Audi on Monday announced U.S. pricing for the R8 V10 GT, marking the swan song for the German automaker’s V-10 engine.
The base price is $249,900 plus a $1,495 destination charge, $595 for paint, and a $1,300 gas guzzler tax. That brings the total cost to $253,290 for each of the 150 units planned for the U.S., out of 333 globally. The R8 V10 GT will be sold here as a 2023 model, and is scheduled to start arriving at dealerships early in the 2023 calendar year.
The familiar 5.2-liter has been tuned to deliver 602 hp and 413 lb-ft of torque for the U.S. version of the R8 V10 GT. That’s the same output as all-wheel drive R8 models, and makes the GT the most powerful rear-wheel-drive production car to wear the Audi badge. Audi expects 0-60 mph in 3.3 seconds and a top speed of 199 mph.
The R8’s 7-speed dual-clutch automatic also has recalibrated gear ratios to deliver faster shifts, while a new Torque Rear mode allows the driver to adjust the intervention of the electronic stability control. There are seven stages of Torque Rear to choose from, with each level making the car want to oversteer more.
In U.S. spec, the R8 V10 GT loses 55 pounds compared to the standard R8 V10 RWD coupe, bringing the curb weight down to 3,516 pounds. This was achieved with 20-inch lightweight alloy wheels with Michelin Pilot Sport Cup 2 tires, carbon-ceramic brake rotors, a carbon-fiber-reinforced plastic anti-roll bar, and lightweight bucket seats.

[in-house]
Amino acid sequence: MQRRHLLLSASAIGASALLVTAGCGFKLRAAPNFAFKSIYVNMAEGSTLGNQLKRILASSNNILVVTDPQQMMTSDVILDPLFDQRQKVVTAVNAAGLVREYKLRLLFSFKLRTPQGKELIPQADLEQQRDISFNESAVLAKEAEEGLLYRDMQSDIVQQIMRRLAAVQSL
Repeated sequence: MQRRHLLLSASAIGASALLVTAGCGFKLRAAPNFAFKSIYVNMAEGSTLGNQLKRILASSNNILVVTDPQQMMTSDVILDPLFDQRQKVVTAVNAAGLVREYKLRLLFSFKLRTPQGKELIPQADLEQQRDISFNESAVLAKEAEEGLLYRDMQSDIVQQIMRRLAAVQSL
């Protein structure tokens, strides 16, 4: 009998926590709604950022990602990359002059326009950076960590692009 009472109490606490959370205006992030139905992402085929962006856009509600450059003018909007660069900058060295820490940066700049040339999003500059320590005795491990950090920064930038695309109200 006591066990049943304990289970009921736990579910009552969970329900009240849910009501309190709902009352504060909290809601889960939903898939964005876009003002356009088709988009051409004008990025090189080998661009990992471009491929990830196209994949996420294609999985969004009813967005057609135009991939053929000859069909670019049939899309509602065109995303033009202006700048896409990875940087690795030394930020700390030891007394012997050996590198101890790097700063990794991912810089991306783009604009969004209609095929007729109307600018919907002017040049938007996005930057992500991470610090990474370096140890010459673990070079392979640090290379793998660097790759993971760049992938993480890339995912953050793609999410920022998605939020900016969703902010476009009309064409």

The GT is visually distinguished from other R8 models by all-black lettering and badging, a new front splitter, flics, code skirt covers, attachments on the sides of the rear fascia, a rear diffuser, and a rear wing with swan-neck struts. The intake manifold is also painted black. Cars coming to the U.S. also get standard carbon fiber side blades, door-sill inlays, and exterior mirror housings.
Three colors are available—Tango Red Metallic, Daytona Gray Metallic, and Mythos Black Metallic—totaling 50 cars in each color for the U.S. The black-and-red interior includes red seatbelts in homage to the original R8 GT from the 2012 model year. Other standard equipment includes a sport exhaust system, Audi Laser Lights, Dynamic Steering, a Bang & Olufsen audio system, and a diamond-stitched headliner with the stitching in red.
Audi hasn’t said if the R8 will die alongside the V-10, though rumors point to it being discontinued next year. We wouldn’t be surprised if Audi launched an additional run of open-top Spyder versions of the GT before that, though, as was the case with the previous-generation R8 GT. Audi is reportedly planning a successor, but with an electric powertrain and likely a new name.
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